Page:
House Speaker Paul Ryan sensationally pulled his Obamacare repeal bill from the floor Friday, a day after President Donald Trump had threatened to walk away from health care reform if he didn't get a vote. After a dramatic day on Capitol Hill, Ryan rushed from the White House to Capitol Hill to tell Trump he did not have the votes to pass the measure, the culmination of seven years of Republican efforts to eradicate President Barack Obama's proudest domestic achievement. ... "We came up short," Ryan told reporters. "We are going to be living with Obamacare for the forseeable future."
Former Vice President Joe Biden late Friday night said he regretted not running for the presidency, predicting if he had secured the Democratic nomination he could have won against Donald Trump. "I had planned on running for president and although it would have been a very difficult primary, I think I could have won," he said. "Maybe not, I don't know." "Do I regret not being president? Yes," Biden said. "I was the best qualified." read more
The House of Representatives delayed its vote on repealing and replacing parts of the Affordable Care Act after Republican leaders failed to rally enough support to pass the bill, sources told CNBC. The GOP House caucus will meet at 7 p.m. ET on Thursday to discuss its path forward, NBC News reported. Debate on the plan will start in the House on Thursday night and Republicans expect to have the votes to pass it on Friday, a White House spokeswoman said. The postponement is a sobering setback for Republicans, who aimed to pass health-care legislation before moving to other parts of their agenda, particularly tax reform. The GOP had timed Thursday's now-aborted vote to the seventh anniversary of the passage of the ACA, popularly known as Obamacare. read more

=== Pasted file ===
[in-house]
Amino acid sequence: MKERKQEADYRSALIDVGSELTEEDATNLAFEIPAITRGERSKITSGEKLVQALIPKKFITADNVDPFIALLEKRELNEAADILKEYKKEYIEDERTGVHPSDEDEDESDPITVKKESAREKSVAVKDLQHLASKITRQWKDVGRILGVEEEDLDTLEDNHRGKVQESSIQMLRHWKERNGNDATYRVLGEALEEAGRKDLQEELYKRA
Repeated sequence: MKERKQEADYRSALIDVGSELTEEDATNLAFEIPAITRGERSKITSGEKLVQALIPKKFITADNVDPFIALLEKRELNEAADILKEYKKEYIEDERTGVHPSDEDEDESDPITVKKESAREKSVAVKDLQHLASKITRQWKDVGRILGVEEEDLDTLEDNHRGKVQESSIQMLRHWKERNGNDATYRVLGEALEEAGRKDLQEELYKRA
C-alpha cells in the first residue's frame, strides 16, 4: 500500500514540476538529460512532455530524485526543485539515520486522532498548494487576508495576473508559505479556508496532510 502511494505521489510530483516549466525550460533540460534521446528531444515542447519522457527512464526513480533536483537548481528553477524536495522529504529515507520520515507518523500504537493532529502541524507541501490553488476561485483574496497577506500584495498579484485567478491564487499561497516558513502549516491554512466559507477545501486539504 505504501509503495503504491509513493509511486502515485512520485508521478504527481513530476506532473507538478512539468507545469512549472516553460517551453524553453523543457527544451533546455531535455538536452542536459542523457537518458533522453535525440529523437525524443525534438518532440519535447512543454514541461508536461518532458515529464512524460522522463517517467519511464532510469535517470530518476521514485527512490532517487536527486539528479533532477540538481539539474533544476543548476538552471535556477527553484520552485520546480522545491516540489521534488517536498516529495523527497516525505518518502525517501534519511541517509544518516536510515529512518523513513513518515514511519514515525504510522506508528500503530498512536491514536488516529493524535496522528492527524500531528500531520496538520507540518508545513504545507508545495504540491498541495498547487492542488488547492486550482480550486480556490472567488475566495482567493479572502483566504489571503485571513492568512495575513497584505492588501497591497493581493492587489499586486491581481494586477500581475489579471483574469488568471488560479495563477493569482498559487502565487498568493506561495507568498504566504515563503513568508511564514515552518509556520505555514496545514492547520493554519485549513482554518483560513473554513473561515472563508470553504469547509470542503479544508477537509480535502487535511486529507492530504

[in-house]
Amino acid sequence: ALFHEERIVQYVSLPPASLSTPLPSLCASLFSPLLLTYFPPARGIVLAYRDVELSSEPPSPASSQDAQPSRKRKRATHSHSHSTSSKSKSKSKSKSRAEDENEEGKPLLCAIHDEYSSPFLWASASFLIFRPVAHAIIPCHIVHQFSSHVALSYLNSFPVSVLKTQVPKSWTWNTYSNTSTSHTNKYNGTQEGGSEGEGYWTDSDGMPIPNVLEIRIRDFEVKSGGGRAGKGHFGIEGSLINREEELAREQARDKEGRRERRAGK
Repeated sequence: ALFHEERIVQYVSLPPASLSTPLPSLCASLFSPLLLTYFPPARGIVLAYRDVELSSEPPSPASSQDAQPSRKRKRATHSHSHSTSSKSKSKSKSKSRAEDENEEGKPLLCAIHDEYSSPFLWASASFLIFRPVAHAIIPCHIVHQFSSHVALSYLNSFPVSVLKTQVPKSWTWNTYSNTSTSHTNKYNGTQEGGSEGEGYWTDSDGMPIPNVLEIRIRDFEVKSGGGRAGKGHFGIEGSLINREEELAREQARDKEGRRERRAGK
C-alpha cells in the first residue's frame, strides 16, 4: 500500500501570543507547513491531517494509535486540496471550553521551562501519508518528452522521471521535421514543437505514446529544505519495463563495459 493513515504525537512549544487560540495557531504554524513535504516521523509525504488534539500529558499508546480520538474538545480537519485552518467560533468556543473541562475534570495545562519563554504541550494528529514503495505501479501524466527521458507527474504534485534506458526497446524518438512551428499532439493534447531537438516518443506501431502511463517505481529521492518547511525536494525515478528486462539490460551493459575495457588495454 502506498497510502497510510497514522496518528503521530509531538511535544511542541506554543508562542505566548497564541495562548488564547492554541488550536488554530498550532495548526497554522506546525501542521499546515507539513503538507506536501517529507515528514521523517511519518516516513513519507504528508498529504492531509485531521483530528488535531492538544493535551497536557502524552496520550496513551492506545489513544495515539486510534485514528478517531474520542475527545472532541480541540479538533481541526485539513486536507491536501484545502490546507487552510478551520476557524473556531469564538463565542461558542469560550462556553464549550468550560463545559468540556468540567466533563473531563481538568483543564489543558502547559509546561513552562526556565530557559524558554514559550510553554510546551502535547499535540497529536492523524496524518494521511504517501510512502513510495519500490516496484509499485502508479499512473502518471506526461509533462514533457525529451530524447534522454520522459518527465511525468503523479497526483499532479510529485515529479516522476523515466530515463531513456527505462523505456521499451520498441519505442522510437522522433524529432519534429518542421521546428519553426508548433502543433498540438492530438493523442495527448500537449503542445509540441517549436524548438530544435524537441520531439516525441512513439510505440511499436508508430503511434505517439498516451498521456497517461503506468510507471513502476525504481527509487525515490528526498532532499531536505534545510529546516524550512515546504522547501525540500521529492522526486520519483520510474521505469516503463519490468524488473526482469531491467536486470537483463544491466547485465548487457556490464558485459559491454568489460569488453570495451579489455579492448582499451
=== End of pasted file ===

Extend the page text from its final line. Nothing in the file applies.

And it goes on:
American voters disapprove the Republican health-care bill 56% to 17%, with 26% undecided, according to a Quinnipiac University national poll released Thursday. The bill may be voted on as early as Thursday as a group of conservatives negotiate with Speaker Paul Ryan and others. The bill is unpopular enough that 46% of voters say they will be less likely to vote for a senator or representative that votes for the bill. One out of every seven Americans, 14%, think they will lose their health insurance under the Republican plan, the poll finds.
Office of Management and Budget director Mick Mulvaney made clear Thursday evening that President Donald Trump is done negotiating on the hotly-debated health care bill and wants a vote on Friday. And, if the president doesn't get a vote to repeal and replace Obamacare, he will move on to other priorities, Mulvaney said according to a source in the room during the tense talks with GOP members. ... There are currently 30 Republicans who say they will not vote for the Trump-backed legislation. Among the latest is Rep. Jaime Herrera Beutler, R-Washington. "While I appreciate this week's effort by Speaker Ryan and his leadership team to better protect older Americans from health-care cost increases, the difficulties this bill would create for millions of children were left unaddressed," Herrera Beutler said in a statement Thursday.